Guest Post: How a 4Culture Grant Turned Me into a Teacher

Josh Tuininga is an author, artist, and designer based in North Bend, Washington and is a recipient of our 2020 Heritage Grant and Art Projects grants. His latest project is a historical graphic novel set in the multicultural Seattle Central District of the 1940s which explores the unique situation of Japanese and Jewish Americans living side by side during World War II. The project has been picked up by Abrams Comic Arts and will be released in Spring of 2023.

As a visual artist who works from a secluded converted school bus in the woods, teaching art in the community was the last place I thought I would end up this year. But everything changed when I was awarded a 4Culture grant.

I received my first 4Culture grant in 2020 which was extremely exciting for the project I was working on (a historical fiction graphic novel). From that point on, there was no doubt in my mind that I would complete my research and finish the work I had set out to do. The only part of the grant that I was apprehensive about was fulfilling my ‘Public Benefit’. One of the main requirements for a 4Culture grant is to provide the citizens of my community with some sort of cultural service. This was going to be a stretch for me, an artist who is much more comfortable heads down in my work rather than facing a public audience. But I was determined to meet the requirements, so I jumped in.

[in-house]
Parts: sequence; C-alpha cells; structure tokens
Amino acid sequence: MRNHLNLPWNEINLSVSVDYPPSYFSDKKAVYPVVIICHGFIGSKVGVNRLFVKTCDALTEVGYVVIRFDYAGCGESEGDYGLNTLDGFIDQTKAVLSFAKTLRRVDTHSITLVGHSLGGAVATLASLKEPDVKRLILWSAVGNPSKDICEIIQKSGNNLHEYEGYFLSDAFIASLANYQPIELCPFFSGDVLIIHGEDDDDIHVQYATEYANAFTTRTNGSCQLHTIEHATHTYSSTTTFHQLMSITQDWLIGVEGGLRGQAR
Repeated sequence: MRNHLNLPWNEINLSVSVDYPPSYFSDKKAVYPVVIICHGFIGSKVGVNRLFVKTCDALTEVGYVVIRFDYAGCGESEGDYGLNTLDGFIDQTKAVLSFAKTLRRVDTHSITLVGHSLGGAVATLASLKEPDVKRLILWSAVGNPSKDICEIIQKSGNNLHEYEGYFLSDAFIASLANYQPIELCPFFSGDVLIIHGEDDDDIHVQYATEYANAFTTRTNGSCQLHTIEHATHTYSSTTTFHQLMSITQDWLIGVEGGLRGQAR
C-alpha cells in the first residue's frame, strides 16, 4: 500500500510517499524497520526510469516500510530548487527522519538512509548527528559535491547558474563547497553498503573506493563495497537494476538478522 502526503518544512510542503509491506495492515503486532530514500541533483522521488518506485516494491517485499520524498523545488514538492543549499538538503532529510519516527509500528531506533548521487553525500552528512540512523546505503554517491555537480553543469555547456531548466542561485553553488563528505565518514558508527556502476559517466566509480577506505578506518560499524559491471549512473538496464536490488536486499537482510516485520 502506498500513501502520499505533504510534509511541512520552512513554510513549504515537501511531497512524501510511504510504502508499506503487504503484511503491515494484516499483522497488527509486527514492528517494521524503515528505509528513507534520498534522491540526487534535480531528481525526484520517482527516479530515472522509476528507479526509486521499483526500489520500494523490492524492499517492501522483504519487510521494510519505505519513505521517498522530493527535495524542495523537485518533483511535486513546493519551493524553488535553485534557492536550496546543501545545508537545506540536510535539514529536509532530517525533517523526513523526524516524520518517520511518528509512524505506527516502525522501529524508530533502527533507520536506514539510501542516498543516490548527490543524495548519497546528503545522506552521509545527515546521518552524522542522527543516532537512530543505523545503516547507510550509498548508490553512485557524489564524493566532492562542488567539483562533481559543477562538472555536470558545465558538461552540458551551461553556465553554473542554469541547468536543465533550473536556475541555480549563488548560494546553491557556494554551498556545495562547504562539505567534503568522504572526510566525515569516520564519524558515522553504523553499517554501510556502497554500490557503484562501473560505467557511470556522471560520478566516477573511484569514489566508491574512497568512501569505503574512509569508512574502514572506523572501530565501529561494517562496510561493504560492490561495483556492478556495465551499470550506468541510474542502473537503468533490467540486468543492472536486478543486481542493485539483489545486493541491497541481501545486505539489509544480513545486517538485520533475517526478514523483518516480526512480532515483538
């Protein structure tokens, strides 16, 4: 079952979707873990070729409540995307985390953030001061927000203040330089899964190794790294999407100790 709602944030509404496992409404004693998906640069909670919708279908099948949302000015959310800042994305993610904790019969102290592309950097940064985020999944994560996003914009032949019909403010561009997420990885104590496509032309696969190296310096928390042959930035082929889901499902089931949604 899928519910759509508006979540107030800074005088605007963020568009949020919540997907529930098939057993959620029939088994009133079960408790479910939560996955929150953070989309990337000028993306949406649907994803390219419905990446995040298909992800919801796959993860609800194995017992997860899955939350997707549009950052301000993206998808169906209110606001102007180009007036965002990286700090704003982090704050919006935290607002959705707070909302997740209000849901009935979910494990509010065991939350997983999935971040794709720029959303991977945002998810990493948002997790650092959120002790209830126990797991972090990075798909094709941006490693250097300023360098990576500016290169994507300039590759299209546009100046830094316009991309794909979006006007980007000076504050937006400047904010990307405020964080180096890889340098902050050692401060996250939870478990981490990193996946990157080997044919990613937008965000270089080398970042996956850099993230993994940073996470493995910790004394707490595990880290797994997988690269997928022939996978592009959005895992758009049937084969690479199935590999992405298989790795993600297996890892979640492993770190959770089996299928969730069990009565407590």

My plan was to present my research and the project to my community at a single small event. Since my focus is on sequential art and comics, I thought it made sense to share my work with an audience who might get the most out of it. I wanted to reach out to kids who had their own stories to tell.

I started by contacting Echo Glen Children’s Center. A maximum security facility for both male and female juvenile offenders in Snoqualmie, WA. I started with a very short volunteer session in one of the resident cottages on campus. Soon I found a few kids that already had sketchbooks of their own and who expressed interest in an art class. The Activities Coordinator and I organized an ‘art club’ and it slowly grew from there. Today, what started as a small public benefit event has grown into an ongoing weekly art class. I work with students to develop basic drawing skills like perspective and figure drawing, and we’ve moved on to other activities including animated flip books and character design. Eventually my work at Echo Glen expanded to the Two Rivers school in Snoqualmie, WA, an alternative ‘Big Picture’ school. I presented my graphic novel, led a drawing workshop and discussed how artists tell their stories using the sequential art form of comics.

After teaching and interviewing people while researching my graphic novel project, one thing I’ve learned is that there isn’t anyone I’ve met that doesn’t have a story to tell. I feel lucky to have the opportunity to encourage and enable young artists to tell their own stories through art.

Over the course of the last year, the grant requirement I was most concerned about has evolved into something that I plan on continuing and growing as a curriculum. As much as I love to hunker down in my bus and work on my own, fulfilling my grant has been a great reminder of the benefits of bringing art into the community and I have 4Culture to thank for that.

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